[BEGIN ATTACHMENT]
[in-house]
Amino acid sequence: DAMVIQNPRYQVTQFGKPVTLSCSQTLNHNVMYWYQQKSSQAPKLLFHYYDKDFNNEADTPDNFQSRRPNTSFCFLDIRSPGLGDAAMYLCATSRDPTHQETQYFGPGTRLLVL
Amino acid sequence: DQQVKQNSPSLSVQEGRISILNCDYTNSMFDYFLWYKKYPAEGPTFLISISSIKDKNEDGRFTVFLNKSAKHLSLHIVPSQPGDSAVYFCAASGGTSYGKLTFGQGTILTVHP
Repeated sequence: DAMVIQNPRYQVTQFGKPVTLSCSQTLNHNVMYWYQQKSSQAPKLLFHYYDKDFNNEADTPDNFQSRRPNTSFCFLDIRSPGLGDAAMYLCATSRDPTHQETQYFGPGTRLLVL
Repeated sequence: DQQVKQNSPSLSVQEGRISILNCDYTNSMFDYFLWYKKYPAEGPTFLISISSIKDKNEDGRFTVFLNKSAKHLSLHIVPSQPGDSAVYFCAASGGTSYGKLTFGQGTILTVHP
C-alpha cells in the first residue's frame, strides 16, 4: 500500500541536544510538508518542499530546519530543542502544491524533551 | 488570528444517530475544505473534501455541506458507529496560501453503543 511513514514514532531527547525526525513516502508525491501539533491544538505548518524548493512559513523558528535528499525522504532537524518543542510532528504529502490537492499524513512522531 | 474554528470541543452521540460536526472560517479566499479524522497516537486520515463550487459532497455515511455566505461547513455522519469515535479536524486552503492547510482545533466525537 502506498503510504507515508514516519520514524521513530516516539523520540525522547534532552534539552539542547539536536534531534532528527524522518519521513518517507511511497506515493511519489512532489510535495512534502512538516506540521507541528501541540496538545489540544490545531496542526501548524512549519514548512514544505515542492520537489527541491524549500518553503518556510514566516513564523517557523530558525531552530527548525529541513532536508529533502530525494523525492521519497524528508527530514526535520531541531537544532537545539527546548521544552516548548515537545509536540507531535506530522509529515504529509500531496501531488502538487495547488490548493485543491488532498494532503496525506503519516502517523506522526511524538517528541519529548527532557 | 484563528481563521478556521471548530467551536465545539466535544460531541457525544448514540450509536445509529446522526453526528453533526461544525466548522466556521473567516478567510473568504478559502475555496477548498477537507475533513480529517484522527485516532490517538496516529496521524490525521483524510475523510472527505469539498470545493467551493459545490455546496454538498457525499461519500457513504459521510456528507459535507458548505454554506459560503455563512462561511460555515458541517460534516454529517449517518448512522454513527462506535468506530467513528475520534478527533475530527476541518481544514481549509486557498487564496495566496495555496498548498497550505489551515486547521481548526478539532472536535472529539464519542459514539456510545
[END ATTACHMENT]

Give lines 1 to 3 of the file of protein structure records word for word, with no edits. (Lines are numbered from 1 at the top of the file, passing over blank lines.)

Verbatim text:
[in-house]
Amino acid sequence: DAMVIQNPRYQVTQFGKPVTLSCSQTLNHNVMYWYQQKSSQAPKLLFHYYDKDFNNEADTPDNFQSRRPNTSFCFLDIRSPGLGDAAMYLCATSRDPTHQETQYFGPGTRLLVL
Amino acid sequence: DQQVKQNSPSLSVQEGRISILNCDYTNSMFDYFLWYKKYPAEGPTFLISISSIKDKNEDGRFTVFLNKSAKHLSLHIVPSQPGDSAVYFCAASGGTSYGKLTFGQGTILTVHP